NECSI's Yaneer Bar-Yam on globalization and why we need a "social brain"
Understanding how collective behavior works can help us make better decisions, keep the peace and innovate. Could network science hold the keys to designing for emergence…and avoiding extinction?
There is a general assumption, even if it’s unspoken, that everyone should get along. That diverse perspectives lead to innovation. That we should have melting pot societies and decentralized organizations and global systems where everyone cooperates. As hyperconnectivity becomes more of a reality everywhere, do we really understand its implications? If you have any part in designing human networks, complexity science tells us, you should consider carefully how you design the boundaries of your networks to encourage or suppress connectivity, encourage independence, and even solve conflict. In this interview with New England Complex Systems Institute’s president, Yaneer Bar-Yam, we explore common network behaviors and how they affect the systems of our brains, our organizations and our nations in ways that scientists are learning to model.
Why is success deceptive and what does that have to do with robot brains, and more important, our current paradigm of innovation? Because nobody innovates in a vacuum, we can look at innovation as a network phenomenon. Network activity can take things that seem distant or unrelated and prove they belong together. Like dropping out of college to tinker in a garage and later running a billion-dollar company. Or vacuum tubes and computation.
“Nature has an evolutionary algorithm, and it depends on emergence.”
This is precisely what Kenneth Stanley and Joel Lehman, artificial intelligence (AI) researchers and authors of the book Why Greatness Cannot Be Planned
, wanted to understand when they invented the Novelty Search algorithm. If robots can stumble upon the right answer more effectively than working a plan, maybe there’s a lesson in there for ambitious human beings.
Nature has an evolutionary algorithm, and it depends on emergence. Nature is telling us that wild goose chases can be good or bad, depending on which scale you’re zoomed in on. It seeks novelty and will adapt and assimilate nearly everything in its path.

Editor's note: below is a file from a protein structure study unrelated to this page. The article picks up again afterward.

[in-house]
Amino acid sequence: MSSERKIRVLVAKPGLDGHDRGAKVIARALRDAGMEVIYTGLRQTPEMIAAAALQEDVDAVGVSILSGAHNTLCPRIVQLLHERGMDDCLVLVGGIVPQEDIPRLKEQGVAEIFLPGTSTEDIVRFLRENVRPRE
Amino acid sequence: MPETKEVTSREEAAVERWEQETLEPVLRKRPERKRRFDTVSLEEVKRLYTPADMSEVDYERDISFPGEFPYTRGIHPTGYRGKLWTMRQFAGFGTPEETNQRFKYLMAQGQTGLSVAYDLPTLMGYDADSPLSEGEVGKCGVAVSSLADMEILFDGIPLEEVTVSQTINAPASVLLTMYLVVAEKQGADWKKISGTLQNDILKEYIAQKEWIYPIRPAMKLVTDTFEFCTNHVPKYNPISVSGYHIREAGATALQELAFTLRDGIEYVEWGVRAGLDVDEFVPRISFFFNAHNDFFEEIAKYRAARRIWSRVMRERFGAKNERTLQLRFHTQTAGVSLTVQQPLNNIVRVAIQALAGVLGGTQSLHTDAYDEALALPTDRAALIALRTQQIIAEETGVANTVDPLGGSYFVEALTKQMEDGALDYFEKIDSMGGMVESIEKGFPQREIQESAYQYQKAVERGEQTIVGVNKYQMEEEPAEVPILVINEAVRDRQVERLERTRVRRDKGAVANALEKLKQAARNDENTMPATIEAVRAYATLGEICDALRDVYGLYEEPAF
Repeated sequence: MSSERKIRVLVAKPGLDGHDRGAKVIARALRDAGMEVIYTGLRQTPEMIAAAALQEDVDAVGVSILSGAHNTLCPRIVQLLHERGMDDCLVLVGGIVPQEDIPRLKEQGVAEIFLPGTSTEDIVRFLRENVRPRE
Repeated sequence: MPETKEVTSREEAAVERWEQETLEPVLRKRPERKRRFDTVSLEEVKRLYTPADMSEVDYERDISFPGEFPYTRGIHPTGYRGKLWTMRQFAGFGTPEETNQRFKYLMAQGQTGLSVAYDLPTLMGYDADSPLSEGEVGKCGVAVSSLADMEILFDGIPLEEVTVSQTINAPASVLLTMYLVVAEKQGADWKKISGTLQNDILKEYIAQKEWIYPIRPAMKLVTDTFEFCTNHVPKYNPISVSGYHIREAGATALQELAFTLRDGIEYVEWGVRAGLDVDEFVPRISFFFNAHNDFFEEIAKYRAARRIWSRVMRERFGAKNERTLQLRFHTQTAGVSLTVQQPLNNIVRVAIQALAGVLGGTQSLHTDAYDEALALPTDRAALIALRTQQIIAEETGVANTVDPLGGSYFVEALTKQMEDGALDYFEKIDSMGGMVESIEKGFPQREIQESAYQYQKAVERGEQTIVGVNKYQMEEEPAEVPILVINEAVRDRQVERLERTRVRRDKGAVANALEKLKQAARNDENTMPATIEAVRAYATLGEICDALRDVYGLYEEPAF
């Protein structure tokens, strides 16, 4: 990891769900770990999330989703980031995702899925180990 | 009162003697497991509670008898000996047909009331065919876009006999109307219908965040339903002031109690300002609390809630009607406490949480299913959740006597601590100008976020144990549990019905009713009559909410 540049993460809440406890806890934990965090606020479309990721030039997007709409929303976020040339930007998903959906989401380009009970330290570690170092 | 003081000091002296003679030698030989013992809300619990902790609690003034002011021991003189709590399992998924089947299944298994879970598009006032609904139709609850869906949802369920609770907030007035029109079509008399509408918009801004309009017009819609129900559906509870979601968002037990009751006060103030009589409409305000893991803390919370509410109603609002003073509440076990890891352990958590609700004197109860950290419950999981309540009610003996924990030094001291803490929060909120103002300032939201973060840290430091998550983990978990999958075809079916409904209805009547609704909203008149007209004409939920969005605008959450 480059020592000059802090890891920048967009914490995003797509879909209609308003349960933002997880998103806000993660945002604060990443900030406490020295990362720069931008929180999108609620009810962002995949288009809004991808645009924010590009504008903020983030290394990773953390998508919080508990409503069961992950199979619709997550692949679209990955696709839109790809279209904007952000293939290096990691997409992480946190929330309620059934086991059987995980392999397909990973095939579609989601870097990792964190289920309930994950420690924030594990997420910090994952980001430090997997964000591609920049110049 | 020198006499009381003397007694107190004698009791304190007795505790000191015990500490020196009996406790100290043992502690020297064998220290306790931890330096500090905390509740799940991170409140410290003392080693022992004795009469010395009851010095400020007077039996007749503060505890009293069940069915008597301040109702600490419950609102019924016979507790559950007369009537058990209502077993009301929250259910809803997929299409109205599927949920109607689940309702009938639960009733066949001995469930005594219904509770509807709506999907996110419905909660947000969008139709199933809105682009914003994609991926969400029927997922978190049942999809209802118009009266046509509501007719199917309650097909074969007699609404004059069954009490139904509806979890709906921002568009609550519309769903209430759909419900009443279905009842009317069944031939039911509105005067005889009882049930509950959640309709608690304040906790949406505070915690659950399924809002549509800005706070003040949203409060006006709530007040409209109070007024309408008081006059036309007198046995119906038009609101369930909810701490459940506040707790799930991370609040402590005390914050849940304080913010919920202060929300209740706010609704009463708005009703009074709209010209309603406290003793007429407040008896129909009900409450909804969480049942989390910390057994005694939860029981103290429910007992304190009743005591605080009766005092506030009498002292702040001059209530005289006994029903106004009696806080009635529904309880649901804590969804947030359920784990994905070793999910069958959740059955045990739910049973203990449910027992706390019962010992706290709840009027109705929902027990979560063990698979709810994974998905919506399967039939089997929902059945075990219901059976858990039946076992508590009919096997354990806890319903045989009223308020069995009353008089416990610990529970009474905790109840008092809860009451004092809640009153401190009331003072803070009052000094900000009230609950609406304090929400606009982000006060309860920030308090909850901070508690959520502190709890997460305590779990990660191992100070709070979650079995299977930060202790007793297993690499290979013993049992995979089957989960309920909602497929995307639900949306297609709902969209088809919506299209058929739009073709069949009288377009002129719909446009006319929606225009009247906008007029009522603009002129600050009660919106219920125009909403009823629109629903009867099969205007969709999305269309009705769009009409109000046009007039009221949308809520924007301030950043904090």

(time’s arrow), prevents us from mapping the great open search space that is the future. We only ge... Read more
Editor’s Note: This is an original draft of an article that was first published in
New Scientist entitled “One rule of life: Are we posted on the border of order?”.
It’s not the midges that were the problem, says Andrea Cavagna
, but the kids. You’d think his efforts to record the movements of midge swarms in the public parks of Rome near sunset would be fraught with risks of being eaten alive by the little beasts — but these were a non-biting variety. Keeping away the children who gathered to watch what these folks were up to with their video cameras, generators and thickets of cabling was another matter. That, and the problem of finding a parking space in central Rome.
It’s not easy, he realised, for a physicist to turn field biologist.
The reason why Cavagna, based at Sapienza University in Rome, and his colleagues went midge-hunting sounds strange, perhaps even bizarre. The researchers wanted to know if midges behave like magnets. More specifically, if they act like magnets close to the point where heat flips them between a magnetic and non-magnetic state: a so-called critical phase transition.
“It’s a delicate balance: you need stability, but also responsiveness.”
&nbs... Read more